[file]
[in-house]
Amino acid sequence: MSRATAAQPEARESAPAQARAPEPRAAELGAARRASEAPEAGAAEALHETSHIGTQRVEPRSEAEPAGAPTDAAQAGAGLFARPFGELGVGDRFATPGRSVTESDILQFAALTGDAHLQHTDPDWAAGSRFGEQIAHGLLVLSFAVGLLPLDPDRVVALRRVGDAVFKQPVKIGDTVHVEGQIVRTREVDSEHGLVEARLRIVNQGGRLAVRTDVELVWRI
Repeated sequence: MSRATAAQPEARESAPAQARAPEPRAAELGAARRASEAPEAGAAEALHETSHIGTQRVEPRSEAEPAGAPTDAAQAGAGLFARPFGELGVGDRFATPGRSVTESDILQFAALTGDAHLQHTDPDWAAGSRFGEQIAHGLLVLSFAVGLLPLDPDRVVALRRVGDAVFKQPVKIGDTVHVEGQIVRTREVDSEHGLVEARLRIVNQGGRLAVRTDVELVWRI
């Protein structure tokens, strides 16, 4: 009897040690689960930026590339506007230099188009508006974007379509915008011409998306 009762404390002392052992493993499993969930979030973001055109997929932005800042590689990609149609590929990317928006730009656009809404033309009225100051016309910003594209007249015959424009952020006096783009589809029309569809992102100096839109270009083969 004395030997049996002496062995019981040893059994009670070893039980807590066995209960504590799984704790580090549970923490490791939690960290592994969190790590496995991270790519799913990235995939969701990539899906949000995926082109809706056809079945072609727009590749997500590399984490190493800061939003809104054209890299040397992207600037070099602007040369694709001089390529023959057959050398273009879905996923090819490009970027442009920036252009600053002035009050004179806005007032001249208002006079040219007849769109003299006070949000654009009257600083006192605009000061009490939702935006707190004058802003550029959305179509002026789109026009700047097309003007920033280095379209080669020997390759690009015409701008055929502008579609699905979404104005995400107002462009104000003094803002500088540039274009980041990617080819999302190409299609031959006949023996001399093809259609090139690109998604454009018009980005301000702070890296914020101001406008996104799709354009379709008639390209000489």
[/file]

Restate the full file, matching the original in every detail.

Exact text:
[in-house]
Amino acid sequence: MSRATAAQPEARESAPAQARAPEPRAAELGAARRASEAPEAGAAEALHETSHIGTQRVEPRSEAEPAGAPTDAAQAGAGLFARPFGELGVGDRFATPGRSVTESDILQFAALTGDAHLQHTDPDWAAGSRFGEQIAHGLLVLSFAVGLLPLDPDRVVALRRVGDAVFKQPVKIGDTVHVEGQIVRTREVDSEHGLVEARLRIVNQGGRLAVRTDVELVWRI
Repeated sequence: MSRATAAQPEARESAPAQARAPEPRAAELGAARRASEAPEAGAAEALHETSHIGTQRVEPRSEAEPAGAPTDAAQAGAGLFARPFGELGVGDRFATPGRSVTESDILQFAALTGDAHLQHTDPDWAAGSRFGEQIAHGLLVLSFAVGLLPLDPDRVVALRRVGDAVFKQPVKIGDTVHVEGQIVRTREVDSEHGLVEARLRIVNQGGRLAVRTDVELVWRI
């Protein structure tokens, strides 16, 4: 009897040690689960930026590339506007230099188009508006974007379509915008011409998306 009762404390002392052992493993499993969930979030973001055109997929932005800042590689990609149609590929990317928006730009656009809404033309009225100051016309910003594209007249015959424009952020006096783009589809029309569809992102100096839109270009083969 004395030997049996002496062995019981040893059994009670070893039980807590066995209960504590799984704790580090549970923490490791939690960290592994969190790590496995991270790519799913990235995939969701990539899906949000995926082109809706056809079945072609727009590749997500590399984490190493800061939003809104054209890299040397992207600037070099602007040369694709001089390529023959057959050398273009879905996923090819490009970027442009920036252009600053002035009050004179806005007032001249208002006079040219007849769109003299006070949000654009009257600083006192605009000061009490939702935006707190004058802003550029959305179509002026789109026009700047097309003007920033280095379209080669020997390759690009015409701008055929502008579609699905979404104005995400107002462009104000003094803002500088540039274009980041990617080819999302190409299609031959006949023996001399093809259609090139690109998604454009018009980005301000702070890296914020101001406008996104799709354009379709008639390209000489």